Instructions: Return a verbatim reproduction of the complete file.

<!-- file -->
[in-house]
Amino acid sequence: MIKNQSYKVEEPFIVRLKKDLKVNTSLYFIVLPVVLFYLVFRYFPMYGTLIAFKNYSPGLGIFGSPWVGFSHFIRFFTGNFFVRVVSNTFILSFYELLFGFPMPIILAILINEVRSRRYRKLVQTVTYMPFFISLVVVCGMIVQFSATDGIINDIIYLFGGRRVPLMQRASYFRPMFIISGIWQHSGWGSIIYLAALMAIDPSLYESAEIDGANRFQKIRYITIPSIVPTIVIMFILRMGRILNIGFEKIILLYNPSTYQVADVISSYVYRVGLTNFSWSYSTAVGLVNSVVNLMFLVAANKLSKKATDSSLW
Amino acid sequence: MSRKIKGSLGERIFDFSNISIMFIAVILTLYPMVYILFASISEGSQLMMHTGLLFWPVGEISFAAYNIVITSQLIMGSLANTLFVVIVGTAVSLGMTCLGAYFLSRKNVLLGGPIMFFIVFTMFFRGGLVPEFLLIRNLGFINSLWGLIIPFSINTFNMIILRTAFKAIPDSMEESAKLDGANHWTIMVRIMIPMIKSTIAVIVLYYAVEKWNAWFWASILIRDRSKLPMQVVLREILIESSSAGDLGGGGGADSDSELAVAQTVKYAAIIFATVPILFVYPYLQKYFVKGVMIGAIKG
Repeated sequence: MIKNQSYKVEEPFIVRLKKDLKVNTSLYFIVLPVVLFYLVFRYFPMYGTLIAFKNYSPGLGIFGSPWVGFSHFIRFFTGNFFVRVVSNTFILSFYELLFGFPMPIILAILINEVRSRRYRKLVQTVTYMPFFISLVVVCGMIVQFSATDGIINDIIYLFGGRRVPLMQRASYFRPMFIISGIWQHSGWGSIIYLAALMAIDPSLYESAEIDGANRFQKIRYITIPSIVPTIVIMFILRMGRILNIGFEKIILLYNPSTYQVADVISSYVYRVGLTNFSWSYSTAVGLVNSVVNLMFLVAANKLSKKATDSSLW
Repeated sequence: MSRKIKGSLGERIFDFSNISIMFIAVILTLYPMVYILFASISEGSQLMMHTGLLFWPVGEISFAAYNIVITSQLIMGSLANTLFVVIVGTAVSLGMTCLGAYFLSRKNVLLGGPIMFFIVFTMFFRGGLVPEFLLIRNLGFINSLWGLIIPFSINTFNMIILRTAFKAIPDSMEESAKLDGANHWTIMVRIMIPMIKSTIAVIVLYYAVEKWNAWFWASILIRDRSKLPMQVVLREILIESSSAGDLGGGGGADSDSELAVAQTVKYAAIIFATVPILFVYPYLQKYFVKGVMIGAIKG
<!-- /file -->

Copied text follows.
[in-house]
Amino acid sequence: MIKNQSYKVEEPFIVRLKKDLKVNTSLYFIVLPVVLFYLVFRYFPMYGTLIAFKNYSPGLGIFGSPWVGFSHFIRFFTGNFFVRVVSNTFILSFYELLFGFPMPIILAILINEVRSRRYRKLVQTVTYMPFFISLVVVCGMIVQFSATDGIINDIIYLFGGRRVPLMQRASYFRPMFIISGIWQHSGWGSIIYLAALMAIDPSLYESAEIDGANRFQKIRYITIPSIVPTIVIMFILRMGRILNIGFEKIILLYNPSTYQVADVISSYVYRVGLTNFSWSYSTAVGLVNSVVNLMFLVAANKLSKKATDSSLW
Amino acid sequence: MSRKIKGSLGERIFDFSNISIMFIAVILTLYPMVYILFASISEGSQLMMHTGLLFWPVGEISFAAYNIVITSQLIMGSLANTLFVVIVGTAVSLGMTCLGAYFLSRKNVLLGGPIMFFIVFTMFFRGGLVPEFLLIRNLGFINSLWGLIIPFSINTFNMIILRTAFKAIPDSMEESAKLDGANHWTIMVRIMIPMIKSTIAVIVLYYAVEKWNAWFWASILIRDRSKLPMQVVLREILIESSSAGDLGGGGGADSDSELAVAQTVKYAAIIFATVPILFVYPYLQKYFVKGVMIGAIKG
Repeated sequence: MIKNQSYKVEEPFIVRLKKDLKVNTSLYFIVLPVVLFYLVFRYFPMYGTLIAFKNYSPGLGIFGSPWVGFSHFIRFFTGNFFVRVVSNTFILSFYELLFGFPMPIILAILINEVRSRRYRKLVQTVTYMPFFISLVVVCGMIVQFSATDGIINDIIYLFGGRRVPLMQRASYFRPMFIISGIWQHSGWGSIIYLAALMAIDPSLYESAEIDGANRFQKIRYITIPSIVPTIVIMFILRMGRILNIGFEKIILLYNPSTYQVADVISSYVYRVGLTNFSWSYSTAVGLVNSVVNLMFLVAANKLSKKATDSSLW
Repeated sequence: MSRKIKGSLGERIFDFSNISIMFIAVILTLYPMVYILFASISEGSQLMMHTGLLFWPVGEISFAAYNIVITSQLIMGSLANTLFVVIVGTAVSLGMTCLGAYFLSRKNVLLGGPIMFFIVFTMFFRGGLVPEFLLIRNLGFINSLWGLIIPFSINTFNMIILRTAFKAIPDSMEESAKLDGANHWTIMVRIMIPMIKSTIAVIVLYYAVEKWNAWFWASILIRDRSKLPMQVVLREILIESSSAGDLGGGGGADSDSELAVAQTVKYAAIIFATVPILFVYPYLQKYFVKGVMIGAIKG